School and COVID-19
The Government plans for a full reopening of schools at the end of August and early September 2021. The Department of Education will publish updated school COVID-19 response plans and distribute to schools in time for the new school year.
The Department of Education has advice and resources for parents and students to support them during COVID-19.
The School Meals programme will run during the summer holidays in 2021. Primary and secondary schools who participate in the programme will provide food to pupils while schools are closed during the summer.
Children attending school
During the school year 2020-2021, the Department of Education provided information about children attending school during COVID-19.
Your child should not attend school if they are displaying any symptoms of COVID-19.
Students at school must keep their physical distance from one another outside of the classroom and work within the classroom in designated groupings or ‘bubbles’.
Schools have introduced:
- Increased hand washing and sanitising
- Enhanced cleaning regimes
- Staggered breaks and lunch times
- Rules for children using school transport
Blended learning which mixes learning at school and online-learning at home forms part of the school programme so that schools can respond quickly if public health circumstances change.
Schools can arrange classrooms, PE halls and other spaces to maximise school spaces for safe learning.
Schools can manage and redistribute their teaching support resources in order to best meet the learning needs of students with complex medical needs who may not be able to return to school because public health guidelines indicate they are at “very high risk”.
The National Educational Psychological Service (NEPS) has developed webinars and wellbeing toolkits for primary and post-primary schools to support the school community in the return to school.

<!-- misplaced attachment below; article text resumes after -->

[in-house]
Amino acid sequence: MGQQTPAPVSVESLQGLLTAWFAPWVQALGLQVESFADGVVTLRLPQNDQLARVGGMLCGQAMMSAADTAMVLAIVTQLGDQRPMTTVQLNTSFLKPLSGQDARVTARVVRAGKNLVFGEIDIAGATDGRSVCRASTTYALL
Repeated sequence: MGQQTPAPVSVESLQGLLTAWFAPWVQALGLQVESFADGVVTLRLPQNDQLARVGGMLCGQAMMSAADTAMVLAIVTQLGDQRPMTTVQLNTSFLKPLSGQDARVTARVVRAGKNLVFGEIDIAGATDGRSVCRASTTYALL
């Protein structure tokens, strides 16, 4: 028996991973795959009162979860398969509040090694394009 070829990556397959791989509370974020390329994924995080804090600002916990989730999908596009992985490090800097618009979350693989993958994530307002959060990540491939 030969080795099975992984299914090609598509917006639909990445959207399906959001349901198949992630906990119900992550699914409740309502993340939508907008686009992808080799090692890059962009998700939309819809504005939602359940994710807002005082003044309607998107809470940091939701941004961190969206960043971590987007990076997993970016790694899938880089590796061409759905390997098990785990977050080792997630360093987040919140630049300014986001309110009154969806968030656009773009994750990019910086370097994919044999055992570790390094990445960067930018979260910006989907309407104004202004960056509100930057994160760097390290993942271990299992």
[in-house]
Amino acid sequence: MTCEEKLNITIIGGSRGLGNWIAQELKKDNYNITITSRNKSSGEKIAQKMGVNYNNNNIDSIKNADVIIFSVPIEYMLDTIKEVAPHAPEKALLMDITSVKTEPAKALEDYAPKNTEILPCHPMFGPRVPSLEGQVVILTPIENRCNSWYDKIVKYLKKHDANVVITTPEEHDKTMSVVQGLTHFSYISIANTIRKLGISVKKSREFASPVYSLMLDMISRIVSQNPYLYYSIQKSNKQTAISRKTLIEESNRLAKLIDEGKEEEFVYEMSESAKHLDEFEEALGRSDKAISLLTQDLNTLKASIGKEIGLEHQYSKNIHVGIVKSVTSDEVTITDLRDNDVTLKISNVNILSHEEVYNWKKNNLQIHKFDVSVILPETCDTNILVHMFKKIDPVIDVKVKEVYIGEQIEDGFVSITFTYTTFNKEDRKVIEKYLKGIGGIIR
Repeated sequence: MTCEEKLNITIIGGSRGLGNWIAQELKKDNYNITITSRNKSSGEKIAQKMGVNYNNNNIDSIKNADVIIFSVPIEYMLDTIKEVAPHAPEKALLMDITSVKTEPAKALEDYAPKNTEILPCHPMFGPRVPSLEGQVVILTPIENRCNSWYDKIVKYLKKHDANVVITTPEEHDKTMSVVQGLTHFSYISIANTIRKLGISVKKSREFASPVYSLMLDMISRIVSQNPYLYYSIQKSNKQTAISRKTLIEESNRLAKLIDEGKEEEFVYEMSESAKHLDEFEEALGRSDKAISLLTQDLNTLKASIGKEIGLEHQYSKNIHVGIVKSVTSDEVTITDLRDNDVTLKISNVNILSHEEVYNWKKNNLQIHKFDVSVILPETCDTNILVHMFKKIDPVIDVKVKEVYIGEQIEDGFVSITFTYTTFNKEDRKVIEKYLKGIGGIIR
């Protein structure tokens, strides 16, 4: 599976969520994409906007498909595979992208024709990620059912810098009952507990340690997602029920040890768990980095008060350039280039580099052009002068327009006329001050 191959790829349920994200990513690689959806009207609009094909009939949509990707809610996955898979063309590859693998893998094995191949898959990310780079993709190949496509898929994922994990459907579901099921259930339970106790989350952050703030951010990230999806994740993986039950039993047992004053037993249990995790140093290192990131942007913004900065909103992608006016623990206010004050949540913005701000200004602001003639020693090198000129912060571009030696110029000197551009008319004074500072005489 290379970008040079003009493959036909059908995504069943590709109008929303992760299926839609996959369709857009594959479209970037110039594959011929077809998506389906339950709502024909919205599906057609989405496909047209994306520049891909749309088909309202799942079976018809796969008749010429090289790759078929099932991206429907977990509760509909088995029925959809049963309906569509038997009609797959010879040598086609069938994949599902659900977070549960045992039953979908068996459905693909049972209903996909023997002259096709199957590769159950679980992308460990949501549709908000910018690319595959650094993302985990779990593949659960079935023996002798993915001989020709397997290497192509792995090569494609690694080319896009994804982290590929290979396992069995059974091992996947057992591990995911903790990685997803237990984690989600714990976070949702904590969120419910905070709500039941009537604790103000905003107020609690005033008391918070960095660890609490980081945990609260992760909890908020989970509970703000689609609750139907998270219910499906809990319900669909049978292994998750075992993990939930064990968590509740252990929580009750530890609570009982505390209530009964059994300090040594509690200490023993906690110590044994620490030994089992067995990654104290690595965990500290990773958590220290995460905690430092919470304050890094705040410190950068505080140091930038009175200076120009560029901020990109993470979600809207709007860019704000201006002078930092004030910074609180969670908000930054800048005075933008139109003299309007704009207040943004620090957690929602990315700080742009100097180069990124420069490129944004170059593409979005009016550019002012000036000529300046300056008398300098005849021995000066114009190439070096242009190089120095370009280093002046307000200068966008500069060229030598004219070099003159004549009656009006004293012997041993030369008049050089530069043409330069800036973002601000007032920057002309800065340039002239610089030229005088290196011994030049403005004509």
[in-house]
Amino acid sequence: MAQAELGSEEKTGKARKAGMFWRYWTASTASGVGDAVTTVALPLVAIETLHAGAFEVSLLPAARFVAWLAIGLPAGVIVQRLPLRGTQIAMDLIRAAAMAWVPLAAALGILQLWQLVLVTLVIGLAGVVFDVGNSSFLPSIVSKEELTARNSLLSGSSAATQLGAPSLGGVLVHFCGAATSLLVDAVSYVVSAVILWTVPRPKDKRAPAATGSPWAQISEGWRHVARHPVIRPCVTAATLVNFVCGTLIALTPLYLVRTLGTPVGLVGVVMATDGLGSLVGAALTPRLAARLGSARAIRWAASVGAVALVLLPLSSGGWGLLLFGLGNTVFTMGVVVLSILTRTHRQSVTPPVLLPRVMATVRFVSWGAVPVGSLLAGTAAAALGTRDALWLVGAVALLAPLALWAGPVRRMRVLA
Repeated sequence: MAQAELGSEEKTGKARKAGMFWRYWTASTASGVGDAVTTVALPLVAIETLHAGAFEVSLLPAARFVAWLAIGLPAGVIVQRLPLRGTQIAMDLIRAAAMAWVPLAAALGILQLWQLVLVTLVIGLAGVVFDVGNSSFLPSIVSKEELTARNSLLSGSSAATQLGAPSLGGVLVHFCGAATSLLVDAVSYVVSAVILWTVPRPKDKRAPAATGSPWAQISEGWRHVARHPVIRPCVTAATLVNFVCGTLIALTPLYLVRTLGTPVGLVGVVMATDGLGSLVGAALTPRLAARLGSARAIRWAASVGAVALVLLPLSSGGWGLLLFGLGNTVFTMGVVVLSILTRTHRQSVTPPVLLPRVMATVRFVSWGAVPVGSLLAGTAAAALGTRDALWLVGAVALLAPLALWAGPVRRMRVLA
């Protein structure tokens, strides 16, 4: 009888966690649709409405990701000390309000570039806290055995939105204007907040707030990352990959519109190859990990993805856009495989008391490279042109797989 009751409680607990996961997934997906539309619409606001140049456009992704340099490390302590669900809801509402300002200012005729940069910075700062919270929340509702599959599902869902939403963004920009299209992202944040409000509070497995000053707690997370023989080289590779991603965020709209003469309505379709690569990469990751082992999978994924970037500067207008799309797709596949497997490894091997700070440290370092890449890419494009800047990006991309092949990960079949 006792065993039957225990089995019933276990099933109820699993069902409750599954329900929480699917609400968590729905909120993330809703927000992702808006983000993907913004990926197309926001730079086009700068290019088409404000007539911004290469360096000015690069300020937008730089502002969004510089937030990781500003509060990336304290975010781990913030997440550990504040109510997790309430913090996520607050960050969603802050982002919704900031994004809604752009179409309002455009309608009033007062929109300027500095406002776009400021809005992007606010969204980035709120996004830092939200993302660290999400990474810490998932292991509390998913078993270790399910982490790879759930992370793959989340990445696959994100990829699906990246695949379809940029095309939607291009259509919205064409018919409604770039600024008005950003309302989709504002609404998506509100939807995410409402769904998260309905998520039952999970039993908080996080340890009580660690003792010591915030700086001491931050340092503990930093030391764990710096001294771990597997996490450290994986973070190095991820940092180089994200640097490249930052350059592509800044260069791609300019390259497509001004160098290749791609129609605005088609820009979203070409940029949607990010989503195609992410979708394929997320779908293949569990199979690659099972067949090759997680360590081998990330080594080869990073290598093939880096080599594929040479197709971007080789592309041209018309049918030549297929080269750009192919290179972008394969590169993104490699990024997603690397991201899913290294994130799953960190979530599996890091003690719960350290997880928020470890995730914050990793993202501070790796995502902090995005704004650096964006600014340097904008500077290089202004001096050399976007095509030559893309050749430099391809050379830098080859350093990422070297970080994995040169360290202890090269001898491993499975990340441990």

Staying safe at school
Guidance and supports for schools is contained in the Department of Education and Skill’s Reopening our schools: The roadmap for the full return to school.
The roadmap contains detailed guidance and supports covering:
- School drop off and collection
- Hand washing and hygiene
- Face coverings
- Maintaining physical distancing
- Classrooms, bubbles and pods
- Play and break times
School drop off and collection
- Many schools have staggered drop off and pick up times. Students should not gather when they arrive but go straight to their small designated group or classroom
- Parents and staff should maintain a distance of 2 metres. Walking and cycling to school is encouraged.
Hand washing and hygiene at school
Staff and students should maintain hand hygiene throughout the school day.
Liquid soap and water is provided in school. Hand sanitiser can be used, however, young children should not have independent use of alcohol gel containers.
Students and staff should wash hands:
- On arrival at school
- Before eating or drinking
- After using the toilet
- After playing outdoors
- When their hands are physically dirty
- When they cough or sneeze
- Moving between classes for post-primary students
Read more on control measures for reopening schools safely (pdf) on gov.ie.
Children under 13 years are not required to wear face coverings.
Teachers and secondary school students must wear face coverings, when a physical distance of 2 metres cannot be maintained.
All Special Needs Assistants (SNAs) must wear face coverings, or in certain situations clear visors in the class room.
Maintaining physical distancing at school